As part of FICA Art Educator’s Forum initiative, we organised a workshop that explores the need for discovering and listening to children’s voices, as well as collaboratively discovering creative practices that enable this to build connections in community spaces. Using existing resources and materials, the workshop hoped to work towards developing collective inquiry based, process oriented and trans-disciplinary methodologies in art education fostering socio-cultural dialogue; create a stronger role for artist educators and encourage meaningful practices around arts in education in distinct set ups.  

The seminar was planned in collaboration with CFAR and the work they are carrying out in five settlements in East and North East Delhi around the issue of Right to Education.  Promoting and fostering a series of interfaces and interlinkages, CFAR’s work in the bastis involves understanding the concerns raised by parents and students alike with regard to the schools and a detailed assessment of schools to understand their implementation status of RTE act. With interactive sessions held by Samina Mishra and Nilanjana Nandy and presentations by RTE activist Ambarish Rai and CFAR team members, the workshop participants were given a space to think about the role of art education in overcoming barriers and encouraging creative and divergent thinking among children. It aimed to provide a space to art educators to discuss and design art education modules that further potential of young community voices using artistic means.  They discussed the role of an art educator and how she/he can generate a programme listening to the conditions, explorations and potentials on the ground.  They explored the space of art for children as a means of self-expression as well as one of finding resonance and belonging.  The workshop culminated in a durational engagement with the children from Sunlight Colony, Dilshad Garden.  Linking to fundamental issues of education, the workshop was based on the premise that children need to be included in education to foster a better understanding of the world. It gives us the opportunity to contextualize and explore the potential of the work we do as art educators in relation larger political question children’s Right to Education, while building a chain of support between different organizations and individuals on the ground.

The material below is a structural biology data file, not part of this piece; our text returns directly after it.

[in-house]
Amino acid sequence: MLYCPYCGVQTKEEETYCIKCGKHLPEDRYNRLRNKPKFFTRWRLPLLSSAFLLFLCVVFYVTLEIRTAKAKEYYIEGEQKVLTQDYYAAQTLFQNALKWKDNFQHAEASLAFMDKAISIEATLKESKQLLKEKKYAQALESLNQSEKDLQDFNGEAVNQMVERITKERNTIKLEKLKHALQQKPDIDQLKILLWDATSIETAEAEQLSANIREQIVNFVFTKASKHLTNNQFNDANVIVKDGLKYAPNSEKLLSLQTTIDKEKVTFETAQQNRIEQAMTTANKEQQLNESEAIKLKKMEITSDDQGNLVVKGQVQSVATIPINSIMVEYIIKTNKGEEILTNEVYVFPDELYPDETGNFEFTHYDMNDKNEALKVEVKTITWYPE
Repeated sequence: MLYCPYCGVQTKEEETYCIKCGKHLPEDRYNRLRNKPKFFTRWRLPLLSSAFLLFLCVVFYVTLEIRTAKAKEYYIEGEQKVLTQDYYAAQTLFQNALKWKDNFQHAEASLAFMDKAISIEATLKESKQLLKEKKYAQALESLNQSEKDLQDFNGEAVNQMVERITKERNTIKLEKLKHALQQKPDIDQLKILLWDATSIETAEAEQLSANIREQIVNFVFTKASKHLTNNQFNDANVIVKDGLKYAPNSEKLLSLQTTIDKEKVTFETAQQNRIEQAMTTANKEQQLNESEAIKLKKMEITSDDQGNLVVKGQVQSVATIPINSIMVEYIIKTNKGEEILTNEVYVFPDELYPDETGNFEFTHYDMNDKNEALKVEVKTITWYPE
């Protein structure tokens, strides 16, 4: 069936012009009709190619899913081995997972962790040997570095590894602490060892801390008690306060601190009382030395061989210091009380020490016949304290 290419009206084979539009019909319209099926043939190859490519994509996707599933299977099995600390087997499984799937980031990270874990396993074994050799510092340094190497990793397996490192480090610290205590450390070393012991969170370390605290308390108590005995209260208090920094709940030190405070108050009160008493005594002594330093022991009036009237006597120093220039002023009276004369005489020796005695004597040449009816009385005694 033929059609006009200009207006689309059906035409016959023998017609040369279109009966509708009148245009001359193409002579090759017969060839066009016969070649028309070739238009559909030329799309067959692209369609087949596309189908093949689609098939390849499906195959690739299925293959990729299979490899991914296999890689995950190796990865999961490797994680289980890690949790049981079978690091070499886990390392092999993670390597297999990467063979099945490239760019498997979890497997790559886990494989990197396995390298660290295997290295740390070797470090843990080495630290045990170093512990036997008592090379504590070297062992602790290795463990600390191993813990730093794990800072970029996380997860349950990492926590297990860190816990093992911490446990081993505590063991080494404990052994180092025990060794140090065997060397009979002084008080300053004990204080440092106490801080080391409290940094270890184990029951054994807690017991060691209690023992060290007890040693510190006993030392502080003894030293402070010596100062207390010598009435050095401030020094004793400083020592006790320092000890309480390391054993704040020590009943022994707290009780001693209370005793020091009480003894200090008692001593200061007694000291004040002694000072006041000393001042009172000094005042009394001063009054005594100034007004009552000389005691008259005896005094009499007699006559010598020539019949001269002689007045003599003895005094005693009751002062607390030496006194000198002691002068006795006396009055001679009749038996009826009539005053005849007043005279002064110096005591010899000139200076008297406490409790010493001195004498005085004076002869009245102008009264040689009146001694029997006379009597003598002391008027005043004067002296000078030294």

About Facilitators:
Over the years Samina Mishra has conducted workshops with primary level children living in slums, in association with Pratham, aimed at generating writing from the children about their lives and their world. She has also conducted workshops with students from several Delhi schools on issues of identity and belonging, as part of the Home and Away exhibition. She has also done short filmmaking workshops with children, focusing on visual storytelling skills. She collaborated with Sherna Dastur on a writing and art workshop with children from Okhla that led to the book My Sweet Home: Childhood Stories from a Corner of the City (Mapin/2017). She is currently teaching the International Baccalaureate Film programme at Pathways School Noida and collaborating on Torchlight, a web journal on libraries and bookish love.